My husband and I have been fostering kittens for our local shelter for about five years, and we absolutely love it. The kittens we get are usually about 4 to 5 weeks old. Our main job is to fatten them up and to socialize them until they’re big enough to be adopted, which can take anywhere from two to five weeks, depending on the kittens’ situation. Our own cats are adults now (our youngest is 4), so it’s always fun to have kittens in the house — watching them grow, seeing those little personalities emerge and lots of general kitten cuteness.
But it can definitely be overwhelming when you stop and think about the sheer number of kittens. Now that kitten season has begun, shelters are inundated with them. I recently received an email from our shelter about kittens needing fostering — there were 22 of them in one day. Many shelters just don’t have the resources to care for all those babies. Plus, kittens under 8 weeks of age are too young to thrive in the shelter system. That’s why foster programs are so crucial.
As a foster caretaker, I was excited to learn about the ASPCA’s Los Angeles Feline Foster Program. Now entering its second year out of the Baldwin Park Animal Care Center in California, the program’s goal is to save the lives of more cats in L.A. County, especially “peewee” kittens aged 4 to 8 weeks.
In its first year of operation between April and December of 2017, the ASPCA was able to help more than 1,000 kittens, increasing the live release rate for kittens at Baldwin Park by 88 percent compared to the previous year. This year, the goal is to care for 1,500 kittens.
I was invited to take a tour of the Baldwin Park Animal Care Center and learn more about the program earlier this month.
An interesting component to the program is that kittens are diverted from the usual shelter intake process. Instead, when they’re brought to the shelter, they’re evaluated on-site by ASPCA veterinary staff, then temporarily housed in a trailer set up with kennels and supplies. Ideally, they go straight to their foster homes within the same day.
All kittens go to their foster homes with a supply of toys, food, litter and other necessities, and the program provides medical care for any issues that might come up.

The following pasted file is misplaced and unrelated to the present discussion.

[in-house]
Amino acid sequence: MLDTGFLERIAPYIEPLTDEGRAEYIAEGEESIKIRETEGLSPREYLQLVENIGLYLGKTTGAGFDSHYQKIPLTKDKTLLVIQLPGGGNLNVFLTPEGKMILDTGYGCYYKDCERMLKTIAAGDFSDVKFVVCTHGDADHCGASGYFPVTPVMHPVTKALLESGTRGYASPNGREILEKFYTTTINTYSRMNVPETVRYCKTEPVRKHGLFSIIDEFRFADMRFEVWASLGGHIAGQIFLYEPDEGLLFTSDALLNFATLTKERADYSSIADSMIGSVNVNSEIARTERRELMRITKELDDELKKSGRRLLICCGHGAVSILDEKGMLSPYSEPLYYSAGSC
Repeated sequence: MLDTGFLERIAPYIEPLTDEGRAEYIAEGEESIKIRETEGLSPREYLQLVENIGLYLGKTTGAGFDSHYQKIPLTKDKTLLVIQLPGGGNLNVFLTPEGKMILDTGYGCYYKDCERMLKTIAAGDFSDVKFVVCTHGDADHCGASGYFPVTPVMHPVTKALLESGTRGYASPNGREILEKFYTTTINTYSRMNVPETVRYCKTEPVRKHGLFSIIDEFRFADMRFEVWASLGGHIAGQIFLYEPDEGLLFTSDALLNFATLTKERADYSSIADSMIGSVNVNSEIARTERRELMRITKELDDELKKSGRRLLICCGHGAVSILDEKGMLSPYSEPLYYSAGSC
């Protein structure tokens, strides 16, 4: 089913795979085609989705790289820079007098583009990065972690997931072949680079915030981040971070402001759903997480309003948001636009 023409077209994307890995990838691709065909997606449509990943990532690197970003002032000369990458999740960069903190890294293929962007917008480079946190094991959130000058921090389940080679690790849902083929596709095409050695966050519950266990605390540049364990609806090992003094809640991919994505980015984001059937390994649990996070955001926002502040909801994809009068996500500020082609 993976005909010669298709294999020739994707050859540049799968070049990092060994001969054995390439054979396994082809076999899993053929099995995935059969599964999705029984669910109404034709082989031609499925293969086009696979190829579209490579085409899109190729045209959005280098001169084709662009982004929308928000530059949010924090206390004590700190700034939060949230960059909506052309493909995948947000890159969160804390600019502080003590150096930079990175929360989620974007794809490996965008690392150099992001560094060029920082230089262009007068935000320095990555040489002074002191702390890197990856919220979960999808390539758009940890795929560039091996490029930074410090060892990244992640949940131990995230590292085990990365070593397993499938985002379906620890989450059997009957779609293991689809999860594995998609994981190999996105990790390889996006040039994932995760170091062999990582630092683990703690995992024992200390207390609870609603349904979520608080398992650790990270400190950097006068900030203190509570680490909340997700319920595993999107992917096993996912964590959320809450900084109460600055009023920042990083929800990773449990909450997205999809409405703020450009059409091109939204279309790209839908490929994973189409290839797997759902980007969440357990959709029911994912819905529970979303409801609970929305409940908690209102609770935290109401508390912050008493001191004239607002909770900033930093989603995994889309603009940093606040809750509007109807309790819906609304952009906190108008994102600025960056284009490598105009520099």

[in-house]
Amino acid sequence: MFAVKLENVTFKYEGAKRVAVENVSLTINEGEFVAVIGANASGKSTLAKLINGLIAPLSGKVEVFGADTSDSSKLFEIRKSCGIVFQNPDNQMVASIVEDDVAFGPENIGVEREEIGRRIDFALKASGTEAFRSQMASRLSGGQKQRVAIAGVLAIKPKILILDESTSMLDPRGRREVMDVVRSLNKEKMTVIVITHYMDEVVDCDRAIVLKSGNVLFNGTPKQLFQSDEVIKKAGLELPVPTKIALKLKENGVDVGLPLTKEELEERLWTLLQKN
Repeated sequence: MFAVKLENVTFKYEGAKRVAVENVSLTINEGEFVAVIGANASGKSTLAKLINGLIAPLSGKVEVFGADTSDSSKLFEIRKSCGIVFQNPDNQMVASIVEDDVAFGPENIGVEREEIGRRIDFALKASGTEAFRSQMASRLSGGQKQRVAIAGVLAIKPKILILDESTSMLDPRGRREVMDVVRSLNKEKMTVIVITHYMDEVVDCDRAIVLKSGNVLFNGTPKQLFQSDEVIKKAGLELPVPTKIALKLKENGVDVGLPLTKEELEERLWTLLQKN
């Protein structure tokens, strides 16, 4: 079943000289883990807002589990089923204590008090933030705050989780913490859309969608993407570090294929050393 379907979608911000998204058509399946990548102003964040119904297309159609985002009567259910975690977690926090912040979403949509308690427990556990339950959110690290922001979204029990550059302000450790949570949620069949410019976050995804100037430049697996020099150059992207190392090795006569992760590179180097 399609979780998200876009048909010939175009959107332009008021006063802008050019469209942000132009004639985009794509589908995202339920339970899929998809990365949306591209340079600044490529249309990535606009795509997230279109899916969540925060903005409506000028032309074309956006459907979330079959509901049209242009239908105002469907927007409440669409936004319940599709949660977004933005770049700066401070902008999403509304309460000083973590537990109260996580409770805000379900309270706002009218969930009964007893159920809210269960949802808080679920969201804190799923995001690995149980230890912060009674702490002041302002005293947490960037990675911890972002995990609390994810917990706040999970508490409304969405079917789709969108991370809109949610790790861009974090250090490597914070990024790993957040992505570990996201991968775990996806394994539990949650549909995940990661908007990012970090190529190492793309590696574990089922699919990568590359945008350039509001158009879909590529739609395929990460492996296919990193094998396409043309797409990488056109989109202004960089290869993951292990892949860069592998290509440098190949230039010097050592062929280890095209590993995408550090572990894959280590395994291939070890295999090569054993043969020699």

It was a relatively “slow” day when I was there. There were 10 kennels in the trailer, and only one was occupied — by a sweet little quartet just waiting to be picked up. But I was told that the shelter can get up to 20 peewee kittens a day, which is another reminder about how important foster programs are because there are always more kittens and cats in need than there are fosters available. And every little bit helps — you can make a difference even if you just foster a few kittens throughout the season.
To learn more about this lifesaving program or to sign up to be a foster caretaker in Los Angeles, visit ASPCAspca.org/FosterLA.
Inspired by the success of L.A. Feline Foster Program last year, the ASPCA has developed a national campaign to help shelters around the country grow their foster networks and save even more lives. The campaign, Meow for Now, will launch on June 8 (just in time for Adopt a Shelter Cat Month!), and its goal is to raise awareness about the need for fosters, as well as to recruit cat lovers to consider fostering in their own communities. More than 500 shelters and rescues nationwide will be participating, and the ASPCA expects to get tens of thousands of prospective foster parents to sign up across the country.
For more information, visit ASPCA.org/MeowForNow.
If you’ve never fostered before but are interested, I highly recommend it! It’s incredibly rewarding and makes a big difference in the lives of these vulnerable kittens who might quickly be running out of options.
Tell us: Are you fostering or planning to foster any kittens this kitten season?
Thumbnail: Photography courtesy ASPCA.
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